Why is Urkel so popular? Think about the kids you go to school with. Some might be cool, others might not be. Urkel is definitely uncool, but he doesn't know it. He doesn't realize that others view him as a nerd. He thinks he's just one of the guys.

Urkel is always upbeat and positive. He's a real optimist. He's also brave, thoughfull, and kind.

If you met someone like that at school, it would be pretty hard to dislike that person, no matter how much of a nerd he seems to be.

Jaleel White's portrayal of Urkel sent Family Matters soaring to the top of the ratings chart. It is now the number-one rated show in its time slot.

The addition of Urkel's character allowed the show to use more than one type of comedy. Family Matters always used the kind of comedy that comes out of everyday family situations. When the wacky character Urkel was added, the jokes and situations could also become outrageous.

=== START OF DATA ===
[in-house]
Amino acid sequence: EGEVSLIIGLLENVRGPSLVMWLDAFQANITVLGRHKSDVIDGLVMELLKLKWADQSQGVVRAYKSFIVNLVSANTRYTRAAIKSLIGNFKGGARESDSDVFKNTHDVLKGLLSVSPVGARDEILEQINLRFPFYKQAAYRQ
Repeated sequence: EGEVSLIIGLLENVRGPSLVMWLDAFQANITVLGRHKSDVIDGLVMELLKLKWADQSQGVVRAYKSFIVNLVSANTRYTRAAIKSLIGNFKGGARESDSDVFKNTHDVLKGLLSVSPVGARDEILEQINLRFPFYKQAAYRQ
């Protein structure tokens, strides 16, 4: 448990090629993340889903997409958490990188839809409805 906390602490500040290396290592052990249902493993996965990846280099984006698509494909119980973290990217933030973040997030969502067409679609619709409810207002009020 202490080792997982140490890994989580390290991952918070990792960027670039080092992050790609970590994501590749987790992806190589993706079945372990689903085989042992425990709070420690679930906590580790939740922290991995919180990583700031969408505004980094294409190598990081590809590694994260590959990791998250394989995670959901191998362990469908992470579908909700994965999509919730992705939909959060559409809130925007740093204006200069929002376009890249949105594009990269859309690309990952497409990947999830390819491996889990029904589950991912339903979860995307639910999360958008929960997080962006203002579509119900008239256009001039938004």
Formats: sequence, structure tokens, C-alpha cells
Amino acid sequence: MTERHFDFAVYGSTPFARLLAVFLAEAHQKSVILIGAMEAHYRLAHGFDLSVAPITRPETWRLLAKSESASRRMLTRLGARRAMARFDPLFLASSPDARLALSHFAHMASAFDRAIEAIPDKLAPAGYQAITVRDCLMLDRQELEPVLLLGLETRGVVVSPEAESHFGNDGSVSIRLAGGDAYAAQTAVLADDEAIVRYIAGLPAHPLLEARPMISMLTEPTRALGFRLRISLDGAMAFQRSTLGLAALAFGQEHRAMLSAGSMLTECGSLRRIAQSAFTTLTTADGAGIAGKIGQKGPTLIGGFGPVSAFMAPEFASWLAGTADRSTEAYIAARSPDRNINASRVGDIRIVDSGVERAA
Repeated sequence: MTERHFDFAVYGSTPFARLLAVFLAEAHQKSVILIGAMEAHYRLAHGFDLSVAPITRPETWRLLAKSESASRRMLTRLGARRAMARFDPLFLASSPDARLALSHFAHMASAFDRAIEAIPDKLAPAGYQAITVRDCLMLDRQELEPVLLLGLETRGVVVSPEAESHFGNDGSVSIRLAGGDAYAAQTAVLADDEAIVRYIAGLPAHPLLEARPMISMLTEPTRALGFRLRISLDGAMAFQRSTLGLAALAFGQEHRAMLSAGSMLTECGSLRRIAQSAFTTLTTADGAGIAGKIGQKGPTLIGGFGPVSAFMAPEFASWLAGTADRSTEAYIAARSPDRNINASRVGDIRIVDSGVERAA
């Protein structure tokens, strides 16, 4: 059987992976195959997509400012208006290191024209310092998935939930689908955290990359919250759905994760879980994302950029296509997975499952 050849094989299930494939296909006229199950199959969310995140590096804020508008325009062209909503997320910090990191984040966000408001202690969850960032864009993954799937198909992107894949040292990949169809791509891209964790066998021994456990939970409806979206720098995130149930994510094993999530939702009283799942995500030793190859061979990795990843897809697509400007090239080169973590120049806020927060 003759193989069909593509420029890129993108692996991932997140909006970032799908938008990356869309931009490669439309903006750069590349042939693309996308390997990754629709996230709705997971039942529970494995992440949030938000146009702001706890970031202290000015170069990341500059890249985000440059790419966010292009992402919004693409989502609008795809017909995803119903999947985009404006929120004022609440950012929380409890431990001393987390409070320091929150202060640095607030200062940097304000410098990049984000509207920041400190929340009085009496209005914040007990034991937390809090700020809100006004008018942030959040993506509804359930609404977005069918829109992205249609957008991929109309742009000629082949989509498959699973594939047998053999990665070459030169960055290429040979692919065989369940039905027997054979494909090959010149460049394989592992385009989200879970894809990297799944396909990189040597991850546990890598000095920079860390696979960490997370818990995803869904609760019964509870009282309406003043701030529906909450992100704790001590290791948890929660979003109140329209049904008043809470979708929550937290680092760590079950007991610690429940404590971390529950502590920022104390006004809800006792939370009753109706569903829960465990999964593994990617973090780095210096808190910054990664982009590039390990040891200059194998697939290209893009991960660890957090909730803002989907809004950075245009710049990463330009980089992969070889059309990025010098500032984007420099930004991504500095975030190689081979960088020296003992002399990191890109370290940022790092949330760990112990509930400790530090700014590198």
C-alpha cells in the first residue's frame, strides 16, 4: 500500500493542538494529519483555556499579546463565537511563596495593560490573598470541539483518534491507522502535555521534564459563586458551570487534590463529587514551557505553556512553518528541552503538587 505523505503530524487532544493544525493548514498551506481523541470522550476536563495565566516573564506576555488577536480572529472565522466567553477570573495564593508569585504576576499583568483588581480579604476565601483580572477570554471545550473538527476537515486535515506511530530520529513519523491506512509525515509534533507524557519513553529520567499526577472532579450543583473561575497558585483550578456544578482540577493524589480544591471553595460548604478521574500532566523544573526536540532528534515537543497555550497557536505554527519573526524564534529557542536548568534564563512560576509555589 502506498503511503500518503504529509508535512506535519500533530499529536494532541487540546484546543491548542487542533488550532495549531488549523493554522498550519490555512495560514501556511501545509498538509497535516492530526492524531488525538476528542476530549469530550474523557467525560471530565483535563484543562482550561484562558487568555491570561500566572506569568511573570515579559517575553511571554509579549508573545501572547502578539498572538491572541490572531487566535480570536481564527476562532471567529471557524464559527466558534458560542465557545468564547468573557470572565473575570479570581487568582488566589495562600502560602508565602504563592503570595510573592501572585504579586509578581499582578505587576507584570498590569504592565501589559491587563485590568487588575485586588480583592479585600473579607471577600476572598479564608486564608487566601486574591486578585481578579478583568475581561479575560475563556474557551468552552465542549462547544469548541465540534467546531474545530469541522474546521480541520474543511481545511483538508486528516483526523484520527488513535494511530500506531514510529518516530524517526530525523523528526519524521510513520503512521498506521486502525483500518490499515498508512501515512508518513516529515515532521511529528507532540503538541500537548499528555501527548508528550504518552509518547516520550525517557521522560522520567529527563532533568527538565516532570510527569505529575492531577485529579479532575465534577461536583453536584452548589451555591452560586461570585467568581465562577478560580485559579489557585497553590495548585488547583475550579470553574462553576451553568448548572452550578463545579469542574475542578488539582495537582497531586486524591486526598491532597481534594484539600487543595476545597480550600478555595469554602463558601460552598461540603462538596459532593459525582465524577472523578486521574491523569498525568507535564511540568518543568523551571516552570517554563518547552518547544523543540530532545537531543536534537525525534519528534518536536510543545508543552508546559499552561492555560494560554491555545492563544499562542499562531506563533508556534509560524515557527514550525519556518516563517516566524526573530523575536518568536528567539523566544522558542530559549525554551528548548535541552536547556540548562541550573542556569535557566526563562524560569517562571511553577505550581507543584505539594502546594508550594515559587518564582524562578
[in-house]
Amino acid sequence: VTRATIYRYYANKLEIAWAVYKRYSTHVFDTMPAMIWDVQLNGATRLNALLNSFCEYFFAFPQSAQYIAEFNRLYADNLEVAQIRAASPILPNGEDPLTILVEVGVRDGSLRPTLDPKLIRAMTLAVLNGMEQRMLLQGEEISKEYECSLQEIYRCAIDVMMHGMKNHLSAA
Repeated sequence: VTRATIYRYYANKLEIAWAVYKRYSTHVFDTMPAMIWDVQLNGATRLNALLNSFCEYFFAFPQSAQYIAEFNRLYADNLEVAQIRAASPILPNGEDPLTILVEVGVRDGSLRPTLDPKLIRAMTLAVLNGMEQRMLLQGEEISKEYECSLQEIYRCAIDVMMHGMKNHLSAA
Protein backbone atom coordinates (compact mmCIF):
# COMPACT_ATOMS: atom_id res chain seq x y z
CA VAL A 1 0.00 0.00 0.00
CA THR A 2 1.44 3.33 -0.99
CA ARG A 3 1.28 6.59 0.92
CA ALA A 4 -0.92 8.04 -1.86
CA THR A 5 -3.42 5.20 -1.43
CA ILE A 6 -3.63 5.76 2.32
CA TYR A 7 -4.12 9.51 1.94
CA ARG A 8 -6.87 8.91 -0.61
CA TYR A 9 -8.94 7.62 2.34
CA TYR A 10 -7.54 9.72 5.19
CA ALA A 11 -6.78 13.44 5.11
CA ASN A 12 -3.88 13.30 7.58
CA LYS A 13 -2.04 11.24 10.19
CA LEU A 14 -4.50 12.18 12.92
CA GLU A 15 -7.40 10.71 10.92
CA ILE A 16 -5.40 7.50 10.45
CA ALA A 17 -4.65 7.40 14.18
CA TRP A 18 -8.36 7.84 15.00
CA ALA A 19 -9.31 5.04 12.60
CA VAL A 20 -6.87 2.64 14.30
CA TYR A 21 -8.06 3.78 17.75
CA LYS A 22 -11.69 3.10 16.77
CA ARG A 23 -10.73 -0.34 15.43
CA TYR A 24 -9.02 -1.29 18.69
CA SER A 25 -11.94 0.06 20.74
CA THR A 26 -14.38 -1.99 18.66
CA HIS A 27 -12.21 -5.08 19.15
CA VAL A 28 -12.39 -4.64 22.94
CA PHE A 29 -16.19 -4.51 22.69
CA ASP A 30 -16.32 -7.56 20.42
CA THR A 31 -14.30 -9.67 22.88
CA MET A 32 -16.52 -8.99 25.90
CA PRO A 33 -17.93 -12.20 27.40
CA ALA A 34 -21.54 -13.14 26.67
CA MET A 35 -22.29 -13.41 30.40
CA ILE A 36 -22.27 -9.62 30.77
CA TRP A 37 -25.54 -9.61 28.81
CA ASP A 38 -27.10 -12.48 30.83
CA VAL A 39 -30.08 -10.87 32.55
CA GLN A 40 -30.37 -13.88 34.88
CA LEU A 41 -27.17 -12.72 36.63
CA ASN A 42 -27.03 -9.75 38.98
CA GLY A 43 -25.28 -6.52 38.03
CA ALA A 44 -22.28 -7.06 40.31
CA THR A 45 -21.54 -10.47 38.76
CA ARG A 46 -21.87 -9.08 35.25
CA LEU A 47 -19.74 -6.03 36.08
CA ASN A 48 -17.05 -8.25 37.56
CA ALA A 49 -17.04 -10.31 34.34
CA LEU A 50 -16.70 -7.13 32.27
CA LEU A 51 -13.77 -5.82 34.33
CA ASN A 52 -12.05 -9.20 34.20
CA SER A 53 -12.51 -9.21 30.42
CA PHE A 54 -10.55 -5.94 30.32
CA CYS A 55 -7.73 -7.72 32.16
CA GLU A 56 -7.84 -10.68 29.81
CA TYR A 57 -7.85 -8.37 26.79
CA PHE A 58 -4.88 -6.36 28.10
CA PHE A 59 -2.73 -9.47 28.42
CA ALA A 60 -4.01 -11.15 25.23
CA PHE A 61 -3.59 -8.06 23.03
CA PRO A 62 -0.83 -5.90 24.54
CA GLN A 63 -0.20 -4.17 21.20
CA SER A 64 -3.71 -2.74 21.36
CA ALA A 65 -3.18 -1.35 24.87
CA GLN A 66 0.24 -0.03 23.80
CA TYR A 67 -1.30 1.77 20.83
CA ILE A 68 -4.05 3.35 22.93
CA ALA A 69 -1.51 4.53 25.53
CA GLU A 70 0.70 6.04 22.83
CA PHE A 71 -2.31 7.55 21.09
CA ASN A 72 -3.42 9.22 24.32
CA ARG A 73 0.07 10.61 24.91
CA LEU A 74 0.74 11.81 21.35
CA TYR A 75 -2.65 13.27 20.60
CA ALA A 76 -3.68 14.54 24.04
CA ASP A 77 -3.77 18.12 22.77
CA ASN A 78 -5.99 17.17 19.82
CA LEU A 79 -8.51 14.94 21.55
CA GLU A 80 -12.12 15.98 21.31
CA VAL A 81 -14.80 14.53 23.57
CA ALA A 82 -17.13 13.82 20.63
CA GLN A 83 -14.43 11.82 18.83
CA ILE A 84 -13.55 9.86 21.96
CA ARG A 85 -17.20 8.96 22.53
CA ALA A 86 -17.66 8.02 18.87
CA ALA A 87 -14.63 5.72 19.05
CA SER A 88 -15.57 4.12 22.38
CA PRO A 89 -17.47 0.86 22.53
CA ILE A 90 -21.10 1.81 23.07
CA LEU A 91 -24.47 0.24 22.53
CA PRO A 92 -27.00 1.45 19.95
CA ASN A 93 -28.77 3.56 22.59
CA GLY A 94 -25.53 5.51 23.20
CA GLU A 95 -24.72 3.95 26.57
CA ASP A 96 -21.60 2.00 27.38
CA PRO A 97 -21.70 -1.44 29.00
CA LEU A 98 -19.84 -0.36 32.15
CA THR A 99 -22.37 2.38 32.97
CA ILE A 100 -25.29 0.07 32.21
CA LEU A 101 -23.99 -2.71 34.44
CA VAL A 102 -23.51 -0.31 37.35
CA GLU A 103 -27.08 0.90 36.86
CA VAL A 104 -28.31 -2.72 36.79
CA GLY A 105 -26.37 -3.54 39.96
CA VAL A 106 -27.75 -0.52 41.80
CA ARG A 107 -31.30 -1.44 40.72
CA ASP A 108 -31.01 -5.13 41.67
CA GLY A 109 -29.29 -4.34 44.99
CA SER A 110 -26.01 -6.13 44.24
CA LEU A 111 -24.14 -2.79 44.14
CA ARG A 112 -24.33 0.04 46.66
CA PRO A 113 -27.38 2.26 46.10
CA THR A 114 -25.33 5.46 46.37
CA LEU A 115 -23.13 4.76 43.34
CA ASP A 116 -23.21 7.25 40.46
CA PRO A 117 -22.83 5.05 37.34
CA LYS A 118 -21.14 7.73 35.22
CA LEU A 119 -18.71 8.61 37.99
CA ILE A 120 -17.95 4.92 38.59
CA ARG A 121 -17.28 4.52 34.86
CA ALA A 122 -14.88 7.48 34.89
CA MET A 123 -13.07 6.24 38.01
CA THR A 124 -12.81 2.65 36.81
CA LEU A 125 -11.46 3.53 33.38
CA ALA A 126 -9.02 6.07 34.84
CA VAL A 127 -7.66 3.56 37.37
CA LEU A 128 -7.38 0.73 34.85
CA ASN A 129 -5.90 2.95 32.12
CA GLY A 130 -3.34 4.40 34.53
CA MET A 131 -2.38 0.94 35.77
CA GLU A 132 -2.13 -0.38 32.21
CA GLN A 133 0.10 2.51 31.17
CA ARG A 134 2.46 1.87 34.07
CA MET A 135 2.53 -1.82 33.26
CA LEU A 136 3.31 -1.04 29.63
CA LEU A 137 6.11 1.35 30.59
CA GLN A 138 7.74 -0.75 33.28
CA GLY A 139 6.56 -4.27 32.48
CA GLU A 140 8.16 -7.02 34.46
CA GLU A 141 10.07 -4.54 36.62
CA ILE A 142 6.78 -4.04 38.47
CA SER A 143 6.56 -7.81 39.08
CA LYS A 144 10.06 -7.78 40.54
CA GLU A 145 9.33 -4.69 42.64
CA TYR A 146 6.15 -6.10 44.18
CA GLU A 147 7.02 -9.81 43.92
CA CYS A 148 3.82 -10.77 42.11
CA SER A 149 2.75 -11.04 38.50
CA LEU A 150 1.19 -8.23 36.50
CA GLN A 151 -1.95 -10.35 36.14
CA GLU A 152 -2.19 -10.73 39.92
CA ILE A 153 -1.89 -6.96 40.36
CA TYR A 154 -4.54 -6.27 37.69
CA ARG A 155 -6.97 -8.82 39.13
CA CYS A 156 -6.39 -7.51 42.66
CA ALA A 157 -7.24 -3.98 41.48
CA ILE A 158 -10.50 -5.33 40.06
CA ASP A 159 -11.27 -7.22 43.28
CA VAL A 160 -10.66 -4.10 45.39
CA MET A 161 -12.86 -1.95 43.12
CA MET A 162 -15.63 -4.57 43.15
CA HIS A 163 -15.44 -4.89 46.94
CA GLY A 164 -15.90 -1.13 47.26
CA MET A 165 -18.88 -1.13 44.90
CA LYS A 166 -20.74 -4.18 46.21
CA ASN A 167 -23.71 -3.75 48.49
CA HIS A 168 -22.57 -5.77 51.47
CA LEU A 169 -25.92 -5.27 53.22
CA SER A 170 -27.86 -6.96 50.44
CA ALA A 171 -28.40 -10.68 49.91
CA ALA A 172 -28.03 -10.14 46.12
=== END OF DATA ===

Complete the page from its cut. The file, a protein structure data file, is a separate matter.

The other cast members had worked together as one big happy family for most of the first season. It was only natural that they would feel a bit jealous when the focus of the show turned to Urkel. But in the end, they all realized Jaleel's character made the whole show better.

"At first my ego was bruised a little," admits Reginald VelJohnson (Carl Winslow). "But then I realized the outrageousness of the character blended in perfectly with our family." In fact the experienced Reginald and newcomer Jaleel soon became good friends.

Telma Hopkins (Rachel) agrees with her co-star. "It doesn't matter who on the show is shining at the moment. The longer the show stays on, the more we all have a chance to shine. Each of us gets to display our talents."

It's pretty obvious that Urkel is well loved by his fellow actors, the critics, and most of all by Family Matters fans everywhere.

In fact, the only person who may not love Steve Urkel is a certain TV scriptwriter. This writer is a friend of Family Matters co-executive producer Michael Warren. His name just happens to be ... Steve Erkel.